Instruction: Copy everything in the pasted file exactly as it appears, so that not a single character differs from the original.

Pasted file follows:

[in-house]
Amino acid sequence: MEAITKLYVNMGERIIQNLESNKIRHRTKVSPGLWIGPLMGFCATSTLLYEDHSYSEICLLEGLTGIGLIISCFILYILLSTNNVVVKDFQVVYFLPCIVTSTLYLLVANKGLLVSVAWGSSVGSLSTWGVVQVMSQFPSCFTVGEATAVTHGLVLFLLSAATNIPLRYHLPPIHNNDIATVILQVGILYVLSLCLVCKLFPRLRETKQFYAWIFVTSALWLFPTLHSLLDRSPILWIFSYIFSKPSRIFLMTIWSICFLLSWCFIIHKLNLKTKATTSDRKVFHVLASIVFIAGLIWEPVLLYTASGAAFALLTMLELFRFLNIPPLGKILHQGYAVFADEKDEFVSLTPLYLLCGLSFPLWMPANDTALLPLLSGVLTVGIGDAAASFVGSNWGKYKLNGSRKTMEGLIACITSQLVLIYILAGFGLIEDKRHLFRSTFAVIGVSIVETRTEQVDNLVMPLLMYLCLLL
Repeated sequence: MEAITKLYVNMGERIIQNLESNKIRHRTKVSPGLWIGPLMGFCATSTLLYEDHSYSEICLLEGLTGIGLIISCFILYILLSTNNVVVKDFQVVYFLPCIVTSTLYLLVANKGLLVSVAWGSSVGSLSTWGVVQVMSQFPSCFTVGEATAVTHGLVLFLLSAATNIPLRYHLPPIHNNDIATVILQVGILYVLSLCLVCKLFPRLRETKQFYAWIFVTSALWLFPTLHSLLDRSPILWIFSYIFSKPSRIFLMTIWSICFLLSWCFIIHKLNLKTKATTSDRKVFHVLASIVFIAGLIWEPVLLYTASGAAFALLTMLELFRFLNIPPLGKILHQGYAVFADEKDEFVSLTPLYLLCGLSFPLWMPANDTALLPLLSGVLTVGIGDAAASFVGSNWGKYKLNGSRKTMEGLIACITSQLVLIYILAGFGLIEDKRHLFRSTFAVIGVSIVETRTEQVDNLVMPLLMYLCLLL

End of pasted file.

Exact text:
[in-house]
Amino acid sequence: MEAITKLYVNMGERIIQNLESNKIRHRTKVSPGLWIGPLMGFCATSTLLYEDHSYSEICLLEGLTGIGLIISCFILYILLSTNNVVVKDFQVVYFLPCIVTSTLYLLVANKGLLVSVAWGSSVGSLSTWGVVQVMSQFPSCFTVGEATAVTHGLVLFLLSAATNIPLRYHLPPIHNNDIATVILQVGILYVLSLCLVCKLFPRLRETKQFYAWIFVTSALWLFPTLHSLLDRSPILWIFSYIFSKPSRIFLMTIWSICFLLSWCFIIHKLNLKTKATTSDRKVFHVLASIVFIAGLIWEPVLLYTASGAAFALLTMLELFRFLNIPPLGKILHQGYAVFADEKDEFVSLTPLYLLCGLSFPLWMPANDTALLPLLSGVLTVGIGDAAASFVGSNWGKYKLNGSRKTMEGLIACITSQLVLIYILAGFGLIEDKRHLFRSTFAVIGVSIVETRTEQVDNLVMPLLMYLCLLL
Repeated sequence: MEAITKLYVNMGERIIQNLESNKIRHRTKVSPGLWIGPLMGFCATSTLLYEDHSYSEICLLEGLTGIGLIISCFILYILLSTNNVVVKDFQVVYFLPCIVTSTLYLLVANKGLLVSVAWGSSVGSLSTWGVVQVMSQFPSCFTVGEATAVTHGLVLFLLSAATNIPLRYHLPPIHNNDIATVILQVGILYVLSLCLVCKLFPRLRETKQFYAWIFVTSALWLFPTLHSLLDRSPILWIFSYIFSKPSRIFLMTIWSICFLLSWCFIIHKLNLKTKATTSDRKVFHVLASIVFIAGLIWEPVLLYTASGAAFALLTMLELFRFLNIPPLGKILHQGYAVFADEKDEFVSLTPLYLLCGLSFPLWMPANDTALLPLLSGVLTVGIGDAAASFVGSNWGKYKLNGSRKTMEGLIACITSQLVLIYILAGFGLIEDKRHLFRSTFAVIGVSIVETRTEQVDNLVMPLLMYLCLLL